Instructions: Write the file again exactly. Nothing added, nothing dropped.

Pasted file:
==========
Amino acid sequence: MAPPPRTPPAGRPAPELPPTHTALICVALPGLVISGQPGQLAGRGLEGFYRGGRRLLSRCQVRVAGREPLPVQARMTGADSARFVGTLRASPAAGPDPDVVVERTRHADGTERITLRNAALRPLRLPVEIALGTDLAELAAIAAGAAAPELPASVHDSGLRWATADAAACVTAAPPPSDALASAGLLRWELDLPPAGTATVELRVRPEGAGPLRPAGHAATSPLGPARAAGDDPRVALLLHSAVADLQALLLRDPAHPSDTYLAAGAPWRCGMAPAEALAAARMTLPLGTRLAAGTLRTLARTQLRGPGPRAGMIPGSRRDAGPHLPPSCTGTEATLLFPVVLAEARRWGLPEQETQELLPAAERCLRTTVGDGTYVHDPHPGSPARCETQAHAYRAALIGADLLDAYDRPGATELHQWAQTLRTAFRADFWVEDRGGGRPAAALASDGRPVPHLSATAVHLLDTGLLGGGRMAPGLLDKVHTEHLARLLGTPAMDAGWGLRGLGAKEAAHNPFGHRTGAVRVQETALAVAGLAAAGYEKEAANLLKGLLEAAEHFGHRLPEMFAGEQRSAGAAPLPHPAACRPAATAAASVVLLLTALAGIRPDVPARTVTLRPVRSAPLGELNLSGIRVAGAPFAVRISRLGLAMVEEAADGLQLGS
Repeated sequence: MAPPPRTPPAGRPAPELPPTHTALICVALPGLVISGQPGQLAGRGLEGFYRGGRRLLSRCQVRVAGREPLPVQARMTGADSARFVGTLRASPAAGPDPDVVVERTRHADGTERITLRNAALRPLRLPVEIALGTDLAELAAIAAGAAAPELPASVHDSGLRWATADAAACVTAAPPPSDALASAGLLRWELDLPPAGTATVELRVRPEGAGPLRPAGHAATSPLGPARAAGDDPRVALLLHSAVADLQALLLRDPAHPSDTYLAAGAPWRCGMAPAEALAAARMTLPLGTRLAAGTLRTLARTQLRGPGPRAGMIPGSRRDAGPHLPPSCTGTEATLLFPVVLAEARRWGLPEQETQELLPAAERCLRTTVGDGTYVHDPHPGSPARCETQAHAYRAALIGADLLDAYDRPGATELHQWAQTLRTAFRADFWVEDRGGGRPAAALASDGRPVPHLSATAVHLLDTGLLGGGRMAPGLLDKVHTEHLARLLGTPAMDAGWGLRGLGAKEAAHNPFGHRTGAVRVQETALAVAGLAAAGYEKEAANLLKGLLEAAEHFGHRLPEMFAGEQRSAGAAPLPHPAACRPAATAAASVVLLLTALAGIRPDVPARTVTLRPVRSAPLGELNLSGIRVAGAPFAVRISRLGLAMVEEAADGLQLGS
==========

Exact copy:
Amino acid sequence: MAPPPRTPPAGRPAPELPPTHTALICVALPGLVISGQPGQLAGRGLEGFYRGGRRLLSRCQVRVAGREPLPVQARMTGADSARFVGTLRASPAAGPDPDVVVERTRHADGTERITLRNAALRPLRLPVEIALGTDLAELAAIAAGAAAPELPASVHDSGLRWATADAAACVTAAPPPSDALASAGLLRWELDLPPAGTATVELRVRPEGAGPLRPAGHAATSPLGPARAAGDDPRVALLLHSAVADLQALLLRDPAHPSDTYLAAGAPWRCGMAPAEALAAARMTLPLGTRLAAGTLRTLARTQLRGPGPRAGMIPGSRRDAGPHLPPSCTGTEATLLFPVVLAEARRWGLPEQETQELLPAAERCLRTTVGDGTYVHDPHPGSPARCETQAHAYRAALIGADLLDAYDRPGATELHQWAQTLRTAFRADFWVEDRGGGRPAAALASDGRPVPHLSATAVHLLDTGLLGGGRMAPGLLDKVHTEHLARLLGTPAMDAGWGLRGLGAKEAAHNPFGHRTGAVRVQETALAVAGLAAAGYEKEAANLLKGLLEAAEHFGHRLPEMFAGEQRSAGAAPLPHPAACRPAATAAASVVLLLTALAGIRPDVPARTVTLRPVRSAPLGELNLSGIRVAGAPFAVRISRLGLAMVEEAADGLQLGS
Repeated sequence: MAPPPRTPPAGRPAPELPPTHTALICVALPGLVISGQPGQLAGRGLEGFYRGGRRLLSRCQVRVAGREPLPVQARMTGADSARFVGTLRASPAAGPDPDVVVERTRHADGTERITLRNAALRPLRLPVEIALGTDLAELAAIAAGAAAPELPASVHDSGLRWATADAAACVTAAPPPSDALASAGLLRWELDLPPAGTATVELRVRPEGAGPLRPAGHAATSPLGPARAAGDDPRVALLLHSAVADLQALLLRDPAHPSDTYLAAGAPWRCGMAPAEALAAARMTLPLGTRLAAGTLRTLARTQLRGPGPRAGMIPGSRRDAGPHLPPSCTGTEATLLFPVVLAEARRWGLPEQETQELLPAAERCLRTTVGDGTYVHDPHPGSPARCETQAHAYRAALIGADLLDAYDRPGATELHQWAQTLRTAFRADFWVEDRGGGRPAAALASDGRPVPHLSATAVHLLDTGLLGGGRMAPGLLDKVHTEHLARLLGTPAMDAGWGLRGLGAKEAAHNPFGHRTGAVRVQETALAVAGLAAAGYEKEAANLLKGLLEAAEHFGHRLPEMFAGEQRSAGAAPLPHPAACRPAATAAASVVLLLTALAGIRPDVPARTVTLRPVRSAPLGELNLSGIRVAGAPFAVRISRLGLAMVEEAADGLQLGS